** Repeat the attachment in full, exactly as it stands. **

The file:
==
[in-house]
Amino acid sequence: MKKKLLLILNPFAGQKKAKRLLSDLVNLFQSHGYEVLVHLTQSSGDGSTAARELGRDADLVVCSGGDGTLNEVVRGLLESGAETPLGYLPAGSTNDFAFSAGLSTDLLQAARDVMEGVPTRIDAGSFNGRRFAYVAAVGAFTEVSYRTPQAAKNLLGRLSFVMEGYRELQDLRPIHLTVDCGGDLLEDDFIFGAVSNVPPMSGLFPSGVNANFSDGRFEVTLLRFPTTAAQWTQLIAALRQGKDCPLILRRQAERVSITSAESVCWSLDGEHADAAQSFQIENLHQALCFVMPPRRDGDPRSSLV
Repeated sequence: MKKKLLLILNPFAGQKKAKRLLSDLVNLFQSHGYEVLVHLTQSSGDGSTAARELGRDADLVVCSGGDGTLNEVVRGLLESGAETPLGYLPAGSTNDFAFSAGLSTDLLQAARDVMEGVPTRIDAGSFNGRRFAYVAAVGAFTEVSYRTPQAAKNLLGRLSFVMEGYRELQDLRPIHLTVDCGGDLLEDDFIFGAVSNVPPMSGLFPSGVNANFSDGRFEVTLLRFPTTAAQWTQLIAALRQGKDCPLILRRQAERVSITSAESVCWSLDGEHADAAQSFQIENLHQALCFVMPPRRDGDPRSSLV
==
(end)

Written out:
[in-house]
Amino acid sequence: MKKKLLLILNPFAGQKKAKRLLSDLVNLFQSHGYEVLVHLTQSSGDGSTAARELGRDADLVVCSGGDGTLNEVVRGLLESGAETPLGYLPAGSTNDFAFSAGLSTDLLQAARDVMEGVPTRIDAGSFNGRRFAYVAAVGAFTEVSYRTPQAAKNLLGRLSFVMEGYRELQDLRPIHLTVDCGGDLLEDDFIFGAVSNVPPMSGLFPSGVNANFSDGRFEVTLLRFPTTAAQWTQLIAALRQGKDCPLILRRQAERVSITSAESVCWSLDGEHADAAQSFQIENLHQALCFVMPPRRDGDPRSSLV
Repeated sequence: MKKKLLLILNPFAGQKKAKRLLSDLVNLFQSHGYEVLVHLTQSSGDGSTAARELGRDADLVVCSGGDGTLNEVVRGLLESGAETPLGYLPAGSTNDFAFSAGLSTDLLQAARDVMEGVPTRIDAGSFNGRRFAYVAAVGAFTEVSYRTPQAAKNLLGRLSFVMEGYRELQDLRPIHLTVDCGGDLLEDDFIFGAVSNVPPMSGLFPSGVNANFSDGRFEVTLLRFPTTAAQWTQLIAALRQGKDCPLILRRQAERVSITSAESVCWSLDGEHADAAQSFQIENLHQALCFVMPPRRDGDPRSSLV